The purpose of this research was to investigate the role of love styles, sexual coercion, and victimization among men. Men were classified in two categories: perpetrator (either inexperienced, consensual, or coercive) and victim (never victimized, verbally victimized, physically victimized, or both verbally and physically victimized). Love styles were indicative of both perpetrators and victims of sexual coercion. Men who reported engaging in coercive strategies were more likely to endorse Ludus (game-playing love) love style, and less likely to endorse Agape (unconditional love) love style than noncoercive men. Men who reported love styles of Storge (a friendship-first attitude toward love) and Pragma (a selective, practical approach toward love) were more likely to report being victims of sexually coercive behaviors. Those men who reported being sexually victimized were also more likely to report using coercive strategies. The results can further our understanding of male victimization and usage of sexually coercive strategies.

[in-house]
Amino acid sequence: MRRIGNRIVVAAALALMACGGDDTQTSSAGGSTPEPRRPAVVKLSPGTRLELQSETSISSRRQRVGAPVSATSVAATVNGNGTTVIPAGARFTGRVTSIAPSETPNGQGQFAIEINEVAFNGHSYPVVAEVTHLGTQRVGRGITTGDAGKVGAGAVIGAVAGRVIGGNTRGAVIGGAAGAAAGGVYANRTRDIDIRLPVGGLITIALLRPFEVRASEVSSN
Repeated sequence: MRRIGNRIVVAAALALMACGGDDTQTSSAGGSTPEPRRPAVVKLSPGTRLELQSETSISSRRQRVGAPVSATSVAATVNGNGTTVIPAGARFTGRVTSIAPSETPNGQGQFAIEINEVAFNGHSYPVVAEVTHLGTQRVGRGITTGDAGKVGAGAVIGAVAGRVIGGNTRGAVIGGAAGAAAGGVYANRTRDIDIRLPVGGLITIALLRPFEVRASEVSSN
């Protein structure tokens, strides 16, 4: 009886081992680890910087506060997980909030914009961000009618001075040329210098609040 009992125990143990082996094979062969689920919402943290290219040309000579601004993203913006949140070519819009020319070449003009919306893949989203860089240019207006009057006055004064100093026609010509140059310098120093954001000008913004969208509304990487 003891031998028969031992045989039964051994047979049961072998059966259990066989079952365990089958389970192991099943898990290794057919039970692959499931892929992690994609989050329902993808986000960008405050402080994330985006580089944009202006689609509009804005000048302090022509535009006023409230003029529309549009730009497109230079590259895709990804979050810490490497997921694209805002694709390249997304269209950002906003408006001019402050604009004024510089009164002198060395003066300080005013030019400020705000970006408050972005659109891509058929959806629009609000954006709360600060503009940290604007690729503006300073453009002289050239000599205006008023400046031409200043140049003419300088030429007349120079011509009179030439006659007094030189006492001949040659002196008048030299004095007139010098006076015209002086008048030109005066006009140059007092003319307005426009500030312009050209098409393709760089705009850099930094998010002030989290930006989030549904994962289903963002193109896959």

All Science Journal Classification (ASJC) codes
- Clinical Psychology
- Applied Psychology